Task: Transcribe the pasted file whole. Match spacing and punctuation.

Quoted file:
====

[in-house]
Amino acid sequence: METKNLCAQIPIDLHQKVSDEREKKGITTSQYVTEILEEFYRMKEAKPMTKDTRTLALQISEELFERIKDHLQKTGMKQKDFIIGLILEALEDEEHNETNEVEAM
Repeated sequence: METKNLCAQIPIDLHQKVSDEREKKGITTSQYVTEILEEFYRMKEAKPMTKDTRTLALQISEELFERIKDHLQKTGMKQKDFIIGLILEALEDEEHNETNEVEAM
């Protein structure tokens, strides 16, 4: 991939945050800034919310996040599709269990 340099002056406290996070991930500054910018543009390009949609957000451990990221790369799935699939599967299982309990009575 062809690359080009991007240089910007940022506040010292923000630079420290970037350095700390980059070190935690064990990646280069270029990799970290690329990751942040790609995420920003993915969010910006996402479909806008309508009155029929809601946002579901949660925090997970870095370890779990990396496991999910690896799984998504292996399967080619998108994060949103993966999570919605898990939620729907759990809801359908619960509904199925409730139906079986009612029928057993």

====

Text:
[in-house]
Amino acid sequence: METKNLCAQIPIDLHQKVSDEREKKGITTSQYVTEILEEFYRMKEAKPMTKDTRTLALQISEELFERIKDHLQKTGMKQKDFIIGLILEALEDEEHNETNEVEAM
Repeated sequence: METKNLCAQIPIDLHQKVSDEREKKGITTSQYVTEILEEFYRMKEAKPMTKDTRTLALQISEELFERIKDHLQKTGMKQKDFIIGLILEALEDEEHNETNEVEAM
């Protein structure tokens, strides 16, 4: 991939945050800034919310996040599709269990 340099002056406290996070991930500054910018543009390009949609957000451990990221790369799935699939599967299982309990009575 062809690359080009991007240089910007940022506040010292923000630079420290970037350095700390980059070190935690064990990646280069270029990799970290690329990751942040790609995420920003993915969010910006996402479909806008309508009155029929809601946002579901949660925090997970870095370890779990990396496991999910690896799984998504292996399967080619998108994060949103993966999570919605898990939620729907759990809801359908619960509904199925409730139906079986009612029928057993």